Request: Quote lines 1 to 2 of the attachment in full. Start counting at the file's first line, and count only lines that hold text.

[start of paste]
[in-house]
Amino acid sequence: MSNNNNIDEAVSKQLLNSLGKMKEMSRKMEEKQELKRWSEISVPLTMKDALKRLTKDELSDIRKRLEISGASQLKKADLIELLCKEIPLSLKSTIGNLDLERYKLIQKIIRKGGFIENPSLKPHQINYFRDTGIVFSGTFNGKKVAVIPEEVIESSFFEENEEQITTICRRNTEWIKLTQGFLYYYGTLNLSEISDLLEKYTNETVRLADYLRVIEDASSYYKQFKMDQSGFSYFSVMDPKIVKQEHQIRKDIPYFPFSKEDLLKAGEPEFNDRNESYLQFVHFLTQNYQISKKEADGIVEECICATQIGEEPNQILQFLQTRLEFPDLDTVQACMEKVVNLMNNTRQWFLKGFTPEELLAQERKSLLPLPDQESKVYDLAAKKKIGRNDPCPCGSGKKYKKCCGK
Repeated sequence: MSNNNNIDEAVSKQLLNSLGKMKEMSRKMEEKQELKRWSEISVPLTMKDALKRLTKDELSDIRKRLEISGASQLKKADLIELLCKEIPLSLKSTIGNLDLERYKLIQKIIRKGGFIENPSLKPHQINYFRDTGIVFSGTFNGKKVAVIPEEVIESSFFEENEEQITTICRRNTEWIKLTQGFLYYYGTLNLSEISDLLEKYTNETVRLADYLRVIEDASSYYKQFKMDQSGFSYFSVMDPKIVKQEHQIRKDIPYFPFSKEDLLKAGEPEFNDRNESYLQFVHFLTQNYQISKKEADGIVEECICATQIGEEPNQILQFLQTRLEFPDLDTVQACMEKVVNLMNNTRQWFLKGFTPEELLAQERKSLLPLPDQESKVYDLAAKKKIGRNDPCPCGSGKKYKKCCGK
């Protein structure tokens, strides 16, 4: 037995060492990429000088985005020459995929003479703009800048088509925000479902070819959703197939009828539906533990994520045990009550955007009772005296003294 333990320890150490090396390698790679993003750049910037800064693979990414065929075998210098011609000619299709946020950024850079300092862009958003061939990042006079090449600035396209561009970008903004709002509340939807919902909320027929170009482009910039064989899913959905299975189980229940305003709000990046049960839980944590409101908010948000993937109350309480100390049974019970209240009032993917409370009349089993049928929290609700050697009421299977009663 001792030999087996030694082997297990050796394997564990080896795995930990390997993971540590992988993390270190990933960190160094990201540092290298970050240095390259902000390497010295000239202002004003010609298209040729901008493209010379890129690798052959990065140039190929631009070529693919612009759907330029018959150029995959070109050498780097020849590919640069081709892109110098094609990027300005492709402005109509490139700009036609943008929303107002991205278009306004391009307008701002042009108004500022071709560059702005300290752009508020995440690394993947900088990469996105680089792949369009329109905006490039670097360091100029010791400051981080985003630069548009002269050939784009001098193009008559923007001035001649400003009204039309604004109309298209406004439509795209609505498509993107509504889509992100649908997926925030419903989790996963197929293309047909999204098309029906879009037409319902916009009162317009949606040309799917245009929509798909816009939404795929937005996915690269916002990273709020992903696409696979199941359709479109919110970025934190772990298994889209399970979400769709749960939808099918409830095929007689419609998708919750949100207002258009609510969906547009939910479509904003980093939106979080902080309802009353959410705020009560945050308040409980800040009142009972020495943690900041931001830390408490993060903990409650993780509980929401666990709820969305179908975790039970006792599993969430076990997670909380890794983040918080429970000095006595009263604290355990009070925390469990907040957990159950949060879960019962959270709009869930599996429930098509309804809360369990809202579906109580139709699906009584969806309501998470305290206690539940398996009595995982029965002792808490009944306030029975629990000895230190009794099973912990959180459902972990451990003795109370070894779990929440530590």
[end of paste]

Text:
[in-house]
Amino acid sequence: MSNNNNIDEAVSKQLLNSLGKMKEMSRKMEEKQELKRWSEISVPLTMKDALKRLTKDELSDIRKRLEISGASQLKKADLIELLCKEIPLSLKSTIGNLDLERYKLIQKIIRKGGFIENPSLKPHQINYFRDTGIVFSGTFNGKKVAVIPEEVIESSFFEENEEQITTICRRNTEWIKLTQGFLYYYGTLNLSEISDLLEKYTNETVRLADYLRVIEDASSYYKQFKMDQSGFSYFSVMDPKIVKQEHQIRKDIPYFPFSKEDLLKAGEPEFNDRNESYLQFVHFLTQNYQISKKEADGIVEECICATQIGEEPNQILQFLQTRLEFPDLDTVQACMEKVVNLMNNTRQWFLKGFTPEELLAQERKSLLPLPDQESKVYDLAAKKKIGRNDPCPCGSGKKYKKCCGK